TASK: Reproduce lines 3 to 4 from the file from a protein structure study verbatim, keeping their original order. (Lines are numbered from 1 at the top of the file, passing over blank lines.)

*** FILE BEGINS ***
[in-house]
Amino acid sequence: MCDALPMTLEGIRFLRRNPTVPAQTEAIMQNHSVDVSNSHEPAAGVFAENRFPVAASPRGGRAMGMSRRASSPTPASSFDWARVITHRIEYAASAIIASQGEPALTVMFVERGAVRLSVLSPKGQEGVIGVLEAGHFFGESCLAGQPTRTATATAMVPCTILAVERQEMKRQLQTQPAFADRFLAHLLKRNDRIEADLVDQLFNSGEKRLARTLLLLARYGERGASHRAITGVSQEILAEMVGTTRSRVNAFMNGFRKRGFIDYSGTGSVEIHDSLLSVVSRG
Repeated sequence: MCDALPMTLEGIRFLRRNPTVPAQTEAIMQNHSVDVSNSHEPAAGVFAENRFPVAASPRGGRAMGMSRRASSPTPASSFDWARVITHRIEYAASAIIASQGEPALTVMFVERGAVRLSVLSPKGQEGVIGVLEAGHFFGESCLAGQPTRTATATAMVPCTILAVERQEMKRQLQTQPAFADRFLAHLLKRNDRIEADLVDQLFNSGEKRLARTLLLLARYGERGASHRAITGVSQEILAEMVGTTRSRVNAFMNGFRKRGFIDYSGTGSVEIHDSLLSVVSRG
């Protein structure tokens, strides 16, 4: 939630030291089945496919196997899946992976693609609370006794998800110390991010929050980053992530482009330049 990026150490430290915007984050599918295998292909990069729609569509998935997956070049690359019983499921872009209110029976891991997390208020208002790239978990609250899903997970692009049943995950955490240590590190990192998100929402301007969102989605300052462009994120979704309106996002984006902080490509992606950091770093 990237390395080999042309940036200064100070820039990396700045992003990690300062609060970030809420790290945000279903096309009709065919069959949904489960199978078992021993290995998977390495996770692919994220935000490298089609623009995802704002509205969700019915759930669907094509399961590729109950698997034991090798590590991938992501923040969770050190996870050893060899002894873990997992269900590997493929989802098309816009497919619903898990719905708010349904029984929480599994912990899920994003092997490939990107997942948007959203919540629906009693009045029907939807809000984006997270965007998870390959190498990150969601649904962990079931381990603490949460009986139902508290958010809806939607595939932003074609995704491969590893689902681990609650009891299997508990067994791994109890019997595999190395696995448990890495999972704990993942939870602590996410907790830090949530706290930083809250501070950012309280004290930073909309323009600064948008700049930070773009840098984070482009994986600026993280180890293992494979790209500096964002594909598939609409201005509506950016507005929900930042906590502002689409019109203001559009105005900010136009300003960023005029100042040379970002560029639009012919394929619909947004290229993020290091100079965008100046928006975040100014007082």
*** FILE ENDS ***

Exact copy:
Repeated sequence: MCDALPMTLEGIRFLRRNPTVPAQTEAIMQNHSVDVSNSHEPAAGVFAENRFPVAASPRGGRAMGMSRRASSPTPASSFDWARVITHRIEYAASAIIASQGEPALTVMFVERGAVRLSVLSPKGQEGVIGVLEAGHFFGESCLAGQPTRTATATAMVPCTILAVERQEMKRQLQTQPAFADRFLAHLLKRNDRIEADLVDQLFNSGEKRLARTLLLLARYGERGASHRAITGVSQEILAEMVGTTRSRVNAFMNGFRKRGFIDYSGTGSVEIHDSLLSVVSRG
């Protein structure tokens, strides 16, 4: 939630030291089945496919196997899946992976693609609370006794998800110390991010929050980053992530482009330049 990026150490430290915007984050599918295998292909990069729609569509998935997956070049690359019983499921872009209110029976891991997390208020208002790239978990609250899903997970692009049943995950955490240590590190990192998100929402301007969102989605300052462009994120979704309106996002984006902080490509992606950091770093 990237390395080999042309940036200064100070820039990396700045992003990690300062609060970030809420790290945000279903096309009709065919069959949904489960199978078992021993290995998977390495996770692919994220935000490298089609623009995802704002509205969700019915759930669907094509399961590729109950698997034991090798590590991938992501923040969770050190996870050893060899002894873990997992269900590997493929989802098309816009497919619903898990719905708010349904029984929480599994912990899920994003092997490939990107997942948007959203919540629906009693009045029907939807809000984006997270965007998870390959190498990150969601649904962990079931381990603490949460009986139902508290958010809806939607595939932003074609995704491969590893689902681990609650009891299997508990067994791994109890019997595999190395696995448990890495999972704990993942939870602590996410907790830090949530706290930083809250501070950012309280004290930073909309323009600064948008700049930070773009840098984070482009994986600026993280180890293992494979790209500096964002594909598939609409201005509506950016507005929900930042906590502002689409019109203001559009105005900010136009300003960023005029100042040379970002560029639009012919394929619909947004290229993020290091100079965008100046928006975040100014007082």